With just over two weeks to go until Election Day, there is no evidence of a significant shift in survey results at the national, state and district level—with polling averages continuing to point to an overwhelming lead for Joe Biden nationally, and a modest lead in battleground states, an indication there may be narrowing room for a repeat upset by President Trump, barring a major event that shakes up the race.
While Trump could still win, there has yet to be a late polling shift in his direction like there was in 2016—though that could change over the next two weeks.
Biden continues to lead by around 9-10 points nationally on average, with no significant dip in Trump’s direction in weeks (in fact, if there’s been a recent polling “shift,” it’s been towards Biden.)
In 2016, Hillary Clinton’s average polling lead nationally—which was much more volatile than Biden’s—peaked late on October 18 at 7.1 points, before dropping precipitously until it reached just 1.3 points on November 3, days before Election Day.
Biden’s lead in battleground states has remained steadier than Clinton’s: the former vice president leads by 7.2 points on average in Michigan, 6.1 points in Wisconsin, 3.9 points in Arizona, and 2.7 points in North Carolina (two exceptions are Florida and Pennsylvania, where Biden’s lead has narrowed slightly in the last week.)
Clinton’s average lead in Pennsylvania and Michigan dropped steadily after early to mid October and decreased slightly in Wisconsin, three states she ended up losing to Trump narrowly and costing her a chance at the White House.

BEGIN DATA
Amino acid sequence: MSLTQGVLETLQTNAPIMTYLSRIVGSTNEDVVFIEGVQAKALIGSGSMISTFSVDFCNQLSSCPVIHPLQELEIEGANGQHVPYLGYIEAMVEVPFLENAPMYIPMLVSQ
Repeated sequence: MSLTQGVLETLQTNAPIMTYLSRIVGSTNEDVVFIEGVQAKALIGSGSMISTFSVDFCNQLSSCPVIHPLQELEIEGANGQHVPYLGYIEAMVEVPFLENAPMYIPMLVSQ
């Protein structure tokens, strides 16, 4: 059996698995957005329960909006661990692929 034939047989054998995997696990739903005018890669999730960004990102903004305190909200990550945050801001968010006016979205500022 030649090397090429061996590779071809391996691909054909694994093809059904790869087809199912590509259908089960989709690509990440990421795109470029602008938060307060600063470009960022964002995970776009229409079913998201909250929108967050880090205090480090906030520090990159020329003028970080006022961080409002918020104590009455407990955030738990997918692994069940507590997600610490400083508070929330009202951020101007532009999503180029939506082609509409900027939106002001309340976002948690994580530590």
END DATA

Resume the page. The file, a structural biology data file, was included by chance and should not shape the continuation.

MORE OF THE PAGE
Biden’s lead has not fallen off in local districts either, according to Dave Wasserman, a polling expert at the Cook Political Report, with the Democratic nominee “outperforming Clinton’s margins by 8-10 points” in several key battleground districts (Wasserman says he noticed a “shift” in 2016 when Trump increased his lead with white working class voters in local districts, a phenomenon that has yet to happen in 2020)
A YouGov/CBS News poll out Sunday found Biden ahead by 5 points in Wisconsin (51%-46%) and 3 points in Arizona (50%-47%).
Nate Silver, a polling expert and editor-in-chief of FiveThirtyEight, wrote on Twitter Sunday that a 10 point national lead for Biden “isn’t safe” because his lead is “closer in the swing states,” there’s still “some time for the race to tighten,” and “polls can be wrong.”
Experts are mixed about why Clinton’s lead evaporated in the final two weeks of the campaign, though several point to the moment then-FBI Director James Comey announced he was relaunching the probe into Clinton’s email server, thrusting the story back into the headlines. In 2016, both candidates were extremely unpopular, and there were large numbers of undecided voters, making the race volatile and ripe for an upset. In the end, many undecided voters flocked to Trump in the remaining days of the race, several polling analysts have since concluded.
What To Watch For
According to polling results, Biden is competing with Trump in more states than Clinton did in 2016. Even if Biden loses Pennsylvania and Florida, but flips Michigan, Wisconsin, Arizona, and Nebraska’s second congressional district (Nebraska awards electoral votes based on district, not by winner-take-all), he would still win the White House.
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